...Picasso's commitment to the cause
Until the Spanish Civil War broke out in 1936, Picasso had never shown any real interest in politics. But as was the case for many artists and intellectuals in Europe at the time, the threat of fascism fueled in Picasso a passionate opposition to the precepts and atrocities of war. His activism took the form of financial and personal support for the Republican cause, but he was reluctant to mix politics and art.

In November of 1936, Franco launched an all-out air attack on Madrid. When the Museum del Prado itself was bombarded by Franco's artillery, the museum's entire collection had to be removed from the city for safety. Infuriated by the wanton destruction, he accepted the role of Honorary Director-in-Exile of the Prado and became a spokesman of the Republican government in its efforts to publicize Franco's desecration of Spain's artistic heritage.

Picasso also made his condemnation of Franco and the Spanish situation known in a series of bitterly satirical illustrations accompanied by his own prose poem, The Dream and Lie of Franco. The eighteen panels of caricature-like etchings were designed as postcards to be sold at the Spanish Pavilion of the 1937 World Fair to raise money for the Republican cause. "This is a time in Picasso's life and career when he is not only involved in a broader way with political events," says art historian, Patricia Failing, "but also does something very unusual, which is to produce a work specifically for propagandistic and fundraising purposes."

a selection from The Dream and Lie of Franco

Franco had portrayed himself to the Spanish people as a champion of traditional Spanish culture. But in Dream and Lie Picasso exposes this claim as a grotesque deceit. "And throughout the whole series, Picasso manages this evil little character of a polyp in a very theatrical way," adds Failing, "like a character on a stage that he outfits with various hats and props, and thereby suggests relationships with the Catholic clergy, with art historical traditions, with the traditions of Spanish royalty - basically relationships with the elements of Spanish culture that General Franco was claiming in his campaign to win the hearts of the Spanish people."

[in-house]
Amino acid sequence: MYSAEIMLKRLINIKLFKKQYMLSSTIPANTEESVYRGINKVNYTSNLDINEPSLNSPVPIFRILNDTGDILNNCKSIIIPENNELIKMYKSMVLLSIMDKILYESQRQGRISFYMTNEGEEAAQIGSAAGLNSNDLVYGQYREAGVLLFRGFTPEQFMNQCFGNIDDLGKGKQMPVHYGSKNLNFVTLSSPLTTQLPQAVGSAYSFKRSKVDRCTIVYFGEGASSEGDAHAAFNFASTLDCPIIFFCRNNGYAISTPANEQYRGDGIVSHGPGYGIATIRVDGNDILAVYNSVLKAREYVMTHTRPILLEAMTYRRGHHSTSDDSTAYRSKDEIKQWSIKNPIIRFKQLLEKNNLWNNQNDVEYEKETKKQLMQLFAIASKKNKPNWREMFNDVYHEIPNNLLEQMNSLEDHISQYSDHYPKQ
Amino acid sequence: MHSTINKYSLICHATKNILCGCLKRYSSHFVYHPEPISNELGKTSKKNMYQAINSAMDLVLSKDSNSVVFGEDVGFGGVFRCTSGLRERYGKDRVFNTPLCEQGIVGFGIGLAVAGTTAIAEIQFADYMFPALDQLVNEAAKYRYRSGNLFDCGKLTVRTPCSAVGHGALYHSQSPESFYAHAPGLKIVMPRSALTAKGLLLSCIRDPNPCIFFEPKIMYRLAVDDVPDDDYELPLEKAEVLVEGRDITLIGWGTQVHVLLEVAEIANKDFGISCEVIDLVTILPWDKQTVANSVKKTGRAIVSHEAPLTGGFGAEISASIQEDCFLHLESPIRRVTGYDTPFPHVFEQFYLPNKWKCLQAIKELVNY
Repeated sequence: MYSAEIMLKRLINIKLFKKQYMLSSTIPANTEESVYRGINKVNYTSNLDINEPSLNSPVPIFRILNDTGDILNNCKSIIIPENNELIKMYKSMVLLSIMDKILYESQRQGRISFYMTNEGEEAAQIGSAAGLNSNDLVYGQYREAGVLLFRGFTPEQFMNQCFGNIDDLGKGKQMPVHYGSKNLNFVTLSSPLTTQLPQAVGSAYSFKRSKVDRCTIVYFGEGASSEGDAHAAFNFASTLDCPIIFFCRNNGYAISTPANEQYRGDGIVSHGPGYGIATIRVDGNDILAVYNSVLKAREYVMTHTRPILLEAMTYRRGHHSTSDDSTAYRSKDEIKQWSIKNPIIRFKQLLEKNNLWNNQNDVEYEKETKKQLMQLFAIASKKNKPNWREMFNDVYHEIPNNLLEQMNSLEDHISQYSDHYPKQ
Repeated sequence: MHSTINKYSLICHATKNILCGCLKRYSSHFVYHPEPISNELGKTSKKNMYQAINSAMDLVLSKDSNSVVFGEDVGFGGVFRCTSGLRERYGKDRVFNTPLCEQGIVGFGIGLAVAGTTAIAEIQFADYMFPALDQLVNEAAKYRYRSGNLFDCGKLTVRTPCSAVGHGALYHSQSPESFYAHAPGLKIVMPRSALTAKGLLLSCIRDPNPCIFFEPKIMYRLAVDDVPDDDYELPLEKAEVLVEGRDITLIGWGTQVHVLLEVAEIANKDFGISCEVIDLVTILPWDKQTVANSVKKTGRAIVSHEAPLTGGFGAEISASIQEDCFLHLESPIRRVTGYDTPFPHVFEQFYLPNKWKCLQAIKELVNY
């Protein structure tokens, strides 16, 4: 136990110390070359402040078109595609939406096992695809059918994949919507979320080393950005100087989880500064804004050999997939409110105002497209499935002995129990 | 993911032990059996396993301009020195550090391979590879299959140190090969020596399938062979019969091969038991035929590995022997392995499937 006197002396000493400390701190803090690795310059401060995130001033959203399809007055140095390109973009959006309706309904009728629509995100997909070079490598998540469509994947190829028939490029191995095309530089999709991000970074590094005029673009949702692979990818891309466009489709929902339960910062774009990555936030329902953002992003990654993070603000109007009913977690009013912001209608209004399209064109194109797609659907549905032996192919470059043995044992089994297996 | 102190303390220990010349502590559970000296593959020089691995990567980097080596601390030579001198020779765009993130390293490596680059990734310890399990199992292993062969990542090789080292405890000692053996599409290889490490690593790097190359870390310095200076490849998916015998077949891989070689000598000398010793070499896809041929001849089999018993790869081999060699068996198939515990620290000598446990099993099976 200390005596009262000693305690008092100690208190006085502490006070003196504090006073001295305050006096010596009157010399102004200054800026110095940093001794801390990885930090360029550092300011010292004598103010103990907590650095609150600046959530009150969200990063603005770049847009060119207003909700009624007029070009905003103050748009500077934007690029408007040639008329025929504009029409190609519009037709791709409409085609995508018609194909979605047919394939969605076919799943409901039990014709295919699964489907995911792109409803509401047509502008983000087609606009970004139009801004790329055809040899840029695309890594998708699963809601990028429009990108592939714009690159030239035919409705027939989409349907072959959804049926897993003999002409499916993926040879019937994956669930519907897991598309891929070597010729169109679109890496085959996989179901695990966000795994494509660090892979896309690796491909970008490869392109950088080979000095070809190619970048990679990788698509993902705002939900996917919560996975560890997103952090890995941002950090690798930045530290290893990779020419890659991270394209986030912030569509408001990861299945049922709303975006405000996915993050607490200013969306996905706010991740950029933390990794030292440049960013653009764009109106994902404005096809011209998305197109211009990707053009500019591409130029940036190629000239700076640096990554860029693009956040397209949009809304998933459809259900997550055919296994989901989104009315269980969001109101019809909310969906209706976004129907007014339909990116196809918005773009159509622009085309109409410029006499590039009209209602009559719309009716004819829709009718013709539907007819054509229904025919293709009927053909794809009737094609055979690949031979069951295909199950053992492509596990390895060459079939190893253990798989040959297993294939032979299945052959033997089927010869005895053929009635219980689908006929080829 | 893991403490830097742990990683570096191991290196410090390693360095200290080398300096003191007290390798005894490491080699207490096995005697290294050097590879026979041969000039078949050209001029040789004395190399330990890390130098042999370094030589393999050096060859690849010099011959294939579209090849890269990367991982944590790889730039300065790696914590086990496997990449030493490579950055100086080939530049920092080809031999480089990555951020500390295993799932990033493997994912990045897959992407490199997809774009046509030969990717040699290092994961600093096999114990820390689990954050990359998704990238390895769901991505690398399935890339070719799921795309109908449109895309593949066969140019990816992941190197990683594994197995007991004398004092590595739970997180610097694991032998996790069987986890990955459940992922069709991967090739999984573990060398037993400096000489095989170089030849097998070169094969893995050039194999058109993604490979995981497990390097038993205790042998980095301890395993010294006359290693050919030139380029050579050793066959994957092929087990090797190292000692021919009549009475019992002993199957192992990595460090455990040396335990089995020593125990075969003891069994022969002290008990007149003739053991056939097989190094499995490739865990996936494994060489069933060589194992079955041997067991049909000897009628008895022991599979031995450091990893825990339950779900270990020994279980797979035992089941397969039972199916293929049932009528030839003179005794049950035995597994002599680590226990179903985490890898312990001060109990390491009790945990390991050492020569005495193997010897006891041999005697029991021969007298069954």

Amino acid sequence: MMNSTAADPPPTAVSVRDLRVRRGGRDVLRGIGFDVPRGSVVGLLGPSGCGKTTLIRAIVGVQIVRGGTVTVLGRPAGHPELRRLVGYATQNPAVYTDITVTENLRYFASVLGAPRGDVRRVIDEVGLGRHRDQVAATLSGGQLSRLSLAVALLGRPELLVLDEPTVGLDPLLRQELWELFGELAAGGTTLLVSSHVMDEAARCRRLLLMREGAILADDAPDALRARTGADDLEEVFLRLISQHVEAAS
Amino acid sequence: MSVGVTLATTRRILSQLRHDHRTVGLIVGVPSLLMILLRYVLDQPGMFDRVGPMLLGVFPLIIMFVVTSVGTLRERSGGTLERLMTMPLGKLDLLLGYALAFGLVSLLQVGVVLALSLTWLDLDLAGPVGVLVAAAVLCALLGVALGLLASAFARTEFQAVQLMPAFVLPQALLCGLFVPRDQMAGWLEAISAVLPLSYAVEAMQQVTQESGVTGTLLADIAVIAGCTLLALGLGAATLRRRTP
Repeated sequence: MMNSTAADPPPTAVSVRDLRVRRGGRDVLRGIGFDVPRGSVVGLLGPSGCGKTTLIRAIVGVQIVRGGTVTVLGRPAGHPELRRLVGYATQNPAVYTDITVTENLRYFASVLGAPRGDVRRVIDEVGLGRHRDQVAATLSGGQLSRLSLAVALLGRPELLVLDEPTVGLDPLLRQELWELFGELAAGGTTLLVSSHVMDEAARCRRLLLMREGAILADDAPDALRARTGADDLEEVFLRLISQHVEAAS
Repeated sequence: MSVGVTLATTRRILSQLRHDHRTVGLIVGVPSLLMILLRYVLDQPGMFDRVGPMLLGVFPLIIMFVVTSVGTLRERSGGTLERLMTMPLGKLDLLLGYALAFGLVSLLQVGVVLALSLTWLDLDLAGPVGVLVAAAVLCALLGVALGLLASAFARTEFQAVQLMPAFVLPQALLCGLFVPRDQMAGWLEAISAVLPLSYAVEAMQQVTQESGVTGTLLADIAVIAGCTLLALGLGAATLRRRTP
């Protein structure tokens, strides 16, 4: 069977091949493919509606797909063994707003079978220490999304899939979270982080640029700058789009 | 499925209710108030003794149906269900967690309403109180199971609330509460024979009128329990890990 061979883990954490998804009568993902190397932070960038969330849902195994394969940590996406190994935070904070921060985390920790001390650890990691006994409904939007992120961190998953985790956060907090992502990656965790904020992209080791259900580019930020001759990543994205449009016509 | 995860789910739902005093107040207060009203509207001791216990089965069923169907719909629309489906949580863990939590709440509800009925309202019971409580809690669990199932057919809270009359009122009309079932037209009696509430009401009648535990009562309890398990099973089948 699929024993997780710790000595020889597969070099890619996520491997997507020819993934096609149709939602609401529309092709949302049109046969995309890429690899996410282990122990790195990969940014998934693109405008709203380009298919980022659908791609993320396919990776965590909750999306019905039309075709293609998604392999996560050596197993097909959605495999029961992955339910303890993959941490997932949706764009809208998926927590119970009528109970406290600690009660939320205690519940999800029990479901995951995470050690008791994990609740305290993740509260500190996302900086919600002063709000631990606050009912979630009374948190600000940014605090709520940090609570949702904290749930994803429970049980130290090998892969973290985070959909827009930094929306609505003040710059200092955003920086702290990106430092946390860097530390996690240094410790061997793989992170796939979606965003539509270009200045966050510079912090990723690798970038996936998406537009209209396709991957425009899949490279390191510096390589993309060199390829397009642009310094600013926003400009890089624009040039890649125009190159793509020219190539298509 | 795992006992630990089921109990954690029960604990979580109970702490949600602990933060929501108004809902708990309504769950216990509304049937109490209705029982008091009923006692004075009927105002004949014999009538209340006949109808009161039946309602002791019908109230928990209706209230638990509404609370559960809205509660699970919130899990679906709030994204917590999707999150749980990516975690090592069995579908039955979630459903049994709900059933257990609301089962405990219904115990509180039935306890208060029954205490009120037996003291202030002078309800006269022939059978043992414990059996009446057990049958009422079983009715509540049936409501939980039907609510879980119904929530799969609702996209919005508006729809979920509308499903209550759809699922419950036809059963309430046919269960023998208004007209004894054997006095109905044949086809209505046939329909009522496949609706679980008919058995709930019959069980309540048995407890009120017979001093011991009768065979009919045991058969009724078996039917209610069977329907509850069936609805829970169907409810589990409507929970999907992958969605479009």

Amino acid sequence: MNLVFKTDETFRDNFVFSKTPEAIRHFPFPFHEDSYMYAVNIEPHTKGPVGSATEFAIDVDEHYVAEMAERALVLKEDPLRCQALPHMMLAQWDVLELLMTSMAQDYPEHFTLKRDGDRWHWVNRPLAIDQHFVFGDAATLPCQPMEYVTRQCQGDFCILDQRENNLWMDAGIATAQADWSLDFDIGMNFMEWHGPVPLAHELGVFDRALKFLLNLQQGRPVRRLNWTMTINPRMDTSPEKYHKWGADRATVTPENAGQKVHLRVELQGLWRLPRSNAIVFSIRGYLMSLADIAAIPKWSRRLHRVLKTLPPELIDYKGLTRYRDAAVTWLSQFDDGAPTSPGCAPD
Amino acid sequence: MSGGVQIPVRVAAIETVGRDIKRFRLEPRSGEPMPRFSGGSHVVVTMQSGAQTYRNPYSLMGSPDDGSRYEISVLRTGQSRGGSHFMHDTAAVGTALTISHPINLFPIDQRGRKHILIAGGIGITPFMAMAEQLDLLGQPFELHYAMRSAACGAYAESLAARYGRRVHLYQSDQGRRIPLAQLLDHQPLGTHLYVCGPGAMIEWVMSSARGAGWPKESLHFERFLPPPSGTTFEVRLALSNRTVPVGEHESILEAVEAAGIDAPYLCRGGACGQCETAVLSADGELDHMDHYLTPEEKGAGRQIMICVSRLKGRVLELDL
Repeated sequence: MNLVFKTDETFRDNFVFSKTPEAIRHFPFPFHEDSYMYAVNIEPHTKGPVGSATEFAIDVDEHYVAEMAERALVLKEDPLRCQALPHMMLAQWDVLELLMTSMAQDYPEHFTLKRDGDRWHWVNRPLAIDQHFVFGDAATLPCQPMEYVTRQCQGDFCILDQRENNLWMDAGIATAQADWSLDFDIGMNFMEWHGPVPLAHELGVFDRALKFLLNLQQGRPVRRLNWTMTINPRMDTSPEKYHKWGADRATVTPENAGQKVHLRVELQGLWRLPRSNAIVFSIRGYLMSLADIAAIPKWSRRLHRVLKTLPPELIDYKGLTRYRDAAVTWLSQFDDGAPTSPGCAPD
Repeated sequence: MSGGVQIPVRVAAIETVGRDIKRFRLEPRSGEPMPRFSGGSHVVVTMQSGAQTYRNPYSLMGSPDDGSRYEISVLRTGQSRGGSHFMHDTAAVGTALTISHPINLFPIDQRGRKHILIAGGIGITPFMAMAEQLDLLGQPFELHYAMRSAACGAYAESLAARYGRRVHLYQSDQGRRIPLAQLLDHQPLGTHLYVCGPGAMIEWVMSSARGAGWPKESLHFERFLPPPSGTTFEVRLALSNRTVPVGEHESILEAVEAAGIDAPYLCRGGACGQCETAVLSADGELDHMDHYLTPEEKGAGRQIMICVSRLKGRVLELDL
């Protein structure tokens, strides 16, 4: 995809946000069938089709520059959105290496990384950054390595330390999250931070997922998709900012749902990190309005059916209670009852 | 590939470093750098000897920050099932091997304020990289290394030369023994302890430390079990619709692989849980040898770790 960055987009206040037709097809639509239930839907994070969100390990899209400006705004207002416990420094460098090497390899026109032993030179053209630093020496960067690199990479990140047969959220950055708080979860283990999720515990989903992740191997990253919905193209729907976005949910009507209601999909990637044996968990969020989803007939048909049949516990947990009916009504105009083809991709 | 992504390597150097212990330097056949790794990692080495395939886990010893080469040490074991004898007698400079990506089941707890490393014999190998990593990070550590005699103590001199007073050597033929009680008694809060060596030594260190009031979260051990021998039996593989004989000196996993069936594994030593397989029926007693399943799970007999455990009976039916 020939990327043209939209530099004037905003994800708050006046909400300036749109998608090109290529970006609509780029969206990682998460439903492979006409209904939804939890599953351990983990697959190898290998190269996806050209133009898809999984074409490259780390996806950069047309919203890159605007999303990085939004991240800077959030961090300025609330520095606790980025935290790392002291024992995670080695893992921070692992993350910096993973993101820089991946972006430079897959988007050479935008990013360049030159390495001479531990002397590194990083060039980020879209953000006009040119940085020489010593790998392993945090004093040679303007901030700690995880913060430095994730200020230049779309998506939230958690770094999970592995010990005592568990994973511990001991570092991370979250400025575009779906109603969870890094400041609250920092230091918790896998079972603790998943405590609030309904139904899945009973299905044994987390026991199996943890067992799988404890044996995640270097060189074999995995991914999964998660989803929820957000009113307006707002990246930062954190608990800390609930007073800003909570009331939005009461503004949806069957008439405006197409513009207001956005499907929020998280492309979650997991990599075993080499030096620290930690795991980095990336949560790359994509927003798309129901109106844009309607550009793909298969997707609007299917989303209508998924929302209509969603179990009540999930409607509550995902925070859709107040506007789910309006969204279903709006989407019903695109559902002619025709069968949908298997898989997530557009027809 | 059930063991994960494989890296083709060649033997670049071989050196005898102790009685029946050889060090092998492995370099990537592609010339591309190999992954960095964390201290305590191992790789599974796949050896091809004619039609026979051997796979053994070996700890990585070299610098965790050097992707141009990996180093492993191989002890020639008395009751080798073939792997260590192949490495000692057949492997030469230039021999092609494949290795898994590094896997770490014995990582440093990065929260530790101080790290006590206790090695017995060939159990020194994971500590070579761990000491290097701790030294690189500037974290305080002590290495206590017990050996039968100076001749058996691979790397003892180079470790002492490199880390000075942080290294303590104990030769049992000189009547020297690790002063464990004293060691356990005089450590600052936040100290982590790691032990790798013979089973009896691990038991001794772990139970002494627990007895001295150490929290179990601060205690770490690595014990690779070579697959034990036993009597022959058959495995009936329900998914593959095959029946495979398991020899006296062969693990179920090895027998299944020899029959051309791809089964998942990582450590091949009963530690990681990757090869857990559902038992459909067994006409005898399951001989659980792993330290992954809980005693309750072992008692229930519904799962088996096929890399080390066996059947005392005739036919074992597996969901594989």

Picasso's etchings show Franco as a monstrosity masquerading as tradition, an enemy of the arts, an oppressor of workers and peasants and of creative energy and freedom, and a murderer of Spanish women and children. Although many of the images Picasso used in Dream and Lie are reminiscent of his earlier works, the distorted figures portraying Franco as an "evil-omened polyp" were clearly meant to represent the evil faces of the fascist dictator. "There's an element of caricature, an element of obviousness. There's an element of burlesque in The Dream and Lie of Franco etchings that you don't find in his other work, and you certainly don't find any kind of direct parallel in the Guernica painting."

The last four drawings of the series most closely express what the language of his poetry describes:

...cries of children cries of women cries of birds cries of flowers cries of timbers and of stones cries of bricks cries of furniture of beds of chains of curtains of pots and of papers cries of odors which claw at one another cries of smoke pricking the shoulder of cries...


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Mona Lisa
detail from Guernica
Lilies of the Valley Faberge Egg
Hope Diamond
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scene from Borobudur

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